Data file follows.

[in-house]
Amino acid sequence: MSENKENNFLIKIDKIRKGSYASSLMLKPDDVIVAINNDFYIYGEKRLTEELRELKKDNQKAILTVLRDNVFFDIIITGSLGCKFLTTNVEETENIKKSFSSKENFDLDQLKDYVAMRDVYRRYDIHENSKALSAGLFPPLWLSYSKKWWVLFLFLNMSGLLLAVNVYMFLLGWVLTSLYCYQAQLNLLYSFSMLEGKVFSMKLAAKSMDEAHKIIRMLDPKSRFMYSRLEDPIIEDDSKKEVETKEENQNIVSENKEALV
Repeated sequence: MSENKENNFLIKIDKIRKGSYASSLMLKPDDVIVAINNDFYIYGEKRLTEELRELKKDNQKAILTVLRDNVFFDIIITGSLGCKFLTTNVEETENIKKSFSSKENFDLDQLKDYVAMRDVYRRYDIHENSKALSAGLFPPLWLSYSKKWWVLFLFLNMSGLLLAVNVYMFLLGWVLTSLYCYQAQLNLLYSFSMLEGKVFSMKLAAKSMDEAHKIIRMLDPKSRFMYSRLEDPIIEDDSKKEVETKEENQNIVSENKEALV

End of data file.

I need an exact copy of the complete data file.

[in-house]
Amino acid sequence: MSENKENNFLIKIDKIRKGSYASSLMLKPDDVIVAINNDFYIYGEKRLTEELRELKKDNQKAILTVLRDNVFFDIIITGSLGCKFLTTNVEETENIKKSFSSKENFDLDQLKDYVAMRDVYRRYDIHENSKALSAGLFPPLWLSYSKKWWVLFLFLNMSGLLLAVNVYMFLLGWVLTSLYCYQAQLNLLYSFSMLEGKVFSMKLAAKSMDEAHKIIRMLDPKSRFMYSRLEDPIIEDDSKKEVETKEENQNIVSENKEALV
Repeated sequence: MSENKENNFLIKIDKIRKGSYASSLMLKPDDVIVAINNDFYIYGEKRLTEELRELKKDNQKAILTVLRDNVFFDIIITGSLGCKFLTTNVEETENIKKSFSSKENFDLDQLKDYVAMRDVYRRYDIHENSKALSAGLFPPLWLSYSKKWWVLFLFLNMSGLLLAVNVYMFLLGWVLTSLYCYQAQLNLLYSFSMLEGKVFSMKLAAKSMDEAHKIIRMLDPKSRFMYSRLEDPIIEDDSKKEVETKEENQNIVSENKEALV